2. Dennis Hesselbarth says:

    I must be a bit simple or something. If the Good News excludes the things Jesus taught us, then it seems like to me that we’re in big trouble. Sorta left to our own devices. I thought that was a bit part of our problem. 😉

  3. Katie Mather says:

    No, Jesus’ commands are not “the gospel.” In Luke 4:18 Jesus said that the anointing is on him to delcare the good news (the gospel.) When Jesus started to give out the good news he declared in Matt. 4:17, “Repent for the Kingdom is near.” The good news is the good news of the Kingdom. All Jesus ever talked about was the Kingdom is like this and the Kingdom is like that. So he was really saying, “Change the way you think because there is a different Kingdom.” And then he demonstrated the Kingdom by casting out demons and healing the sick (Matthew 9:36). He told the disciples to declare the Kingdom is near, to heal the sick, raise the dead and to drive out demons, which is the good news of the Kingdom (Matthew 10:8). In Matthew 12:28 Jesus says that his driving out demons means that the Kingdom is upon you. And when Jesus was asked by the Pharisees in Luke 17:20 where is the Kingdom, Jesus said it is in you. The good news is the Kingdom. Jesus lived the Kingdom.

    • Miguel says:

      Katie, thanks for commenting.

      If I may be so bold as to suggest that the Kingdom is only one aspect of “The Gospel.” As I’ve written before, I believe “The Gospel,” has these components or aspects:

      (1) The gospel of Jesus Christ (Mark 1:1; 1 Cor 9:12) and the gospel of His Son (Rom 1:9). These two descriptions speak of the good news of salvation that comes through the person and work of Jesus Christ who is the very Son of God in human flesh. Again, this is a good news of deliverance from sin’s penalty, power and presence through the two advents of Christ.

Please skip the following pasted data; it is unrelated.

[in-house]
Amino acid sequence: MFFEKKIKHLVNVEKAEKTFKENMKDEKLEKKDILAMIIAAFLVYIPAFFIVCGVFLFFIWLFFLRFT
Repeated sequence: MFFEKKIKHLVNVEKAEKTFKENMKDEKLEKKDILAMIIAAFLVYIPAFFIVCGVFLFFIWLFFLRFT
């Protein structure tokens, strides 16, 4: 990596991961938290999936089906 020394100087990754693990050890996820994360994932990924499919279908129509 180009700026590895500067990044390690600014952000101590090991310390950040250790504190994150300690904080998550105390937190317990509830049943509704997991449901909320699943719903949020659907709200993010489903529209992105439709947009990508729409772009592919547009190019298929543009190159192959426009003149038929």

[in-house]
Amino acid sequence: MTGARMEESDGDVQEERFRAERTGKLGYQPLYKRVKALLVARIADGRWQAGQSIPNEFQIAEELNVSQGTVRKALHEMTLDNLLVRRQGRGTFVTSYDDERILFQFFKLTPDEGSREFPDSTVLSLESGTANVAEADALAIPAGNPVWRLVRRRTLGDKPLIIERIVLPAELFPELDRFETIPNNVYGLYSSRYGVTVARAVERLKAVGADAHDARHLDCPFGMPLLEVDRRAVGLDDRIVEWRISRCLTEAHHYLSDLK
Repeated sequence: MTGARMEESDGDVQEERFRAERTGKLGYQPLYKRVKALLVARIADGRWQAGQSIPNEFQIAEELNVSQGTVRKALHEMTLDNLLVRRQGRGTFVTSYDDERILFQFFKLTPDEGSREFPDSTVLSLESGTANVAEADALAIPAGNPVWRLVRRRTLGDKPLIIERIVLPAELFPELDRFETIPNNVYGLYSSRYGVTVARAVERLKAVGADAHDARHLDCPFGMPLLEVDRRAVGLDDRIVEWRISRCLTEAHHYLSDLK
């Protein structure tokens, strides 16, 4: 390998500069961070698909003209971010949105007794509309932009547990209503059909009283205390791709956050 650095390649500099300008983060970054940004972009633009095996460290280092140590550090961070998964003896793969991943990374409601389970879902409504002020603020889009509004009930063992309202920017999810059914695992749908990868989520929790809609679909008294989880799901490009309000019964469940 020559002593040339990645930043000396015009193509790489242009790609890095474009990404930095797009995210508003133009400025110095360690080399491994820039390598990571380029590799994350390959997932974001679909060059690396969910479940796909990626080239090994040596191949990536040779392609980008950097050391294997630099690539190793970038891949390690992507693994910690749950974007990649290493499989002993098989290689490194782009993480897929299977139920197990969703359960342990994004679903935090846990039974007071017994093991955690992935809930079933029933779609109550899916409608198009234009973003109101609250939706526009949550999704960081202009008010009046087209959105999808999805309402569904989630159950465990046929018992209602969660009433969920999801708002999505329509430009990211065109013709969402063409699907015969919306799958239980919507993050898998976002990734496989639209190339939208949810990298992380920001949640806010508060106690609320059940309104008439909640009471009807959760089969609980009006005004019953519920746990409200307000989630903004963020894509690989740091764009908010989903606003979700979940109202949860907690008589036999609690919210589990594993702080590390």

(2) The gospel of the grace of God (Acts 20:24) emphasizes that salvation in all of its aspects is on the basis of grace rather than on some meritorious system of works.

      (3) The gospel of the kingdom (Matt 4:23; 9:35; 24:14) is the good news that God has and will continue to establish His kingdom on earth.

      (4) The gospel of peace (Eph 6:15) describes how this good news of salvation in Christ brings peace in all its many aspects (peace with God, the peace of God, peace with others, and world peace) through the victory accomplished by the Savior.

      (5) The eternal or everlasting gospel (Rev 14:6) expands our perspective of gospel as we normally think of it. This gospel as proclaimed by the angel has several key elements of gloriously good news that are developed in the same chapter.

  4. guy muse says:

    Yes, Jesus’ commands are part of the Gospel. In making disciples, as commanded, Jesus instructs (commands) us to teach them to obey everything I have commanded you. To share the Gospel without teaching obedience to what He has commanded is a watered-down weakened Gospel. While I like your above comment of the Five Aspects of the Gospel, what I have often seen happen is that in the vagueness of what has become “sharing the Gospel” very little of what Christ actually commanded gets transmitted.

    • Miguel says:

      Some have said that the commands to “repent & believe” aren’t good news ( the gospel). Perhaps they’re right. But the fact that Jesus offers a way to repent & believe is certainly good news.

Leave a Reply

Your email address will not be published.